According to a report released today by Advanced Energy Economy, revenue in the advanced energy sector topped that of the pharmaceutical industry in 2015. What's driving growth in this sector, and how is policy impacting investments? During today's OnPoint, Malcolm Woolf, senior vice president for policy and government affairs at Advanced Energy Economy, explains why, despite regulatory uncertainty, advanced energy and technology investments continue to see record growth.
Monica Trauzzi: Hello and welcome to OnPoint. I'm Monica Trauzzi. With me today is Malcolm Woolf, senior vice president for policy and government affairs at Advanced Energy Economy. Malcolm, thank you for joining me again.
Malcolm Woolf: Happy to be back.
Monica Trauzzi: So, Malcolm, AEE is releasing a new report this morning highlighting advanced energy revenue in 2015 in the United States. What is the top trend that you saw in this analysis?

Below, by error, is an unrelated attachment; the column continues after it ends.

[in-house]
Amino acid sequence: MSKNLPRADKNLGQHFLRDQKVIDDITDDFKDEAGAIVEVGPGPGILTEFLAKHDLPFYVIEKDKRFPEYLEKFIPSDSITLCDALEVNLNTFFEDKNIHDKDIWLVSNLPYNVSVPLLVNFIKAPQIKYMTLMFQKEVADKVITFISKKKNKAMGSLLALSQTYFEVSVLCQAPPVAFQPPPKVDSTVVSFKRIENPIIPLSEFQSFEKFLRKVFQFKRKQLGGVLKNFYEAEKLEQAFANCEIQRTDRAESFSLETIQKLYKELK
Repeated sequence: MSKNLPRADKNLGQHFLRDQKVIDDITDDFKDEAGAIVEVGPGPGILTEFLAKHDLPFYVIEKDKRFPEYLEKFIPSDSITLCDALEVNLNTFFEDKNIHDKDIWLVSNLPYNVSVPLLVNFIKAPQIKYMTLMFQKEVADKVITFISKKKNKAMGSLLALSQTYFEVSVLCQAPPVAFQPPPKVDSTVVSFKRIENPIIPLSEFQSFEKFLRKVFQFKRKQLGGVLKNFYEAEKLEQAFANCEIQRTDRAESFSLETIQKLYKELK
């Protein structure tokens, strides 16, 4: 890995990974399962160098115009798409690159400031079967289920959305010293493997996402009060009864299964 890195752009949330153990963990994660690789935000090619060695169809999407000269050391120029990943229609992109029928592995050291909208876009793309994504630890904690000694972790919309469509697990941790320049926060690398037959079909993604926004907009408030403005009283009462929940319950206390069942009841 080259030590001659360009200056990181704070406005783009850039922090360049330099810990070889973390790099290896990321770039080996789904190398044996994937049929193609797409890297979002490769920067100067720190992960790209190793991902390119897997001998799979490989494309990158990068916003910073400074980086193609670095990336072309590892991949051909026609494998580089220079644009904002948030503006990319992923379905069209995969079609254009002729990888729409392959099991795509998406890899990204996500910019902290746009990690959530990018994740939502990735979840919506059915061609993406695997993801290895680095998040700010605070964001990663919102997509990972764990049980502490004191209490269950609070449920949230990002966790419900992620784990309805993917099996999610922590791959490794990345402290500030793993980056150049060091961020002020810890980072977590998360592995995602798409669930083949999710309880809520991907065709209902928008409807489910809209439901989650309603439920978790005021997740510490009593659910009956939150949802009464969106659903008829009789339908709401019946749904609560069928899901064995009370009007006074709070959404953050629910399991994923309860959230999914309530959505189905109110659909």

Malcolm Woolf: It's exciting for me to see just the growth of advanced energy both globally and in the U.S. We're now a $1.4 trillion industry globally; in the U.S. we're a $200 billion industry. To put that in perspective we're larger than pharmaceuticals. We're rivaling the consumer electronics industry. To phrase it differently, in terms of revenues we're twice as big as the beer industry. So this is a major industry that has really come into maturity in recent years.
Monica Trauzzi: And the report shows that in 2015 global advanced energy revenue was 17 percent higher than in 2011, and in the U.S. the advanced energy market grew 29 percent since 2011.
Malcolm Woolf: Right.
Monica Trauzzi: What are the key drivers behind that growth?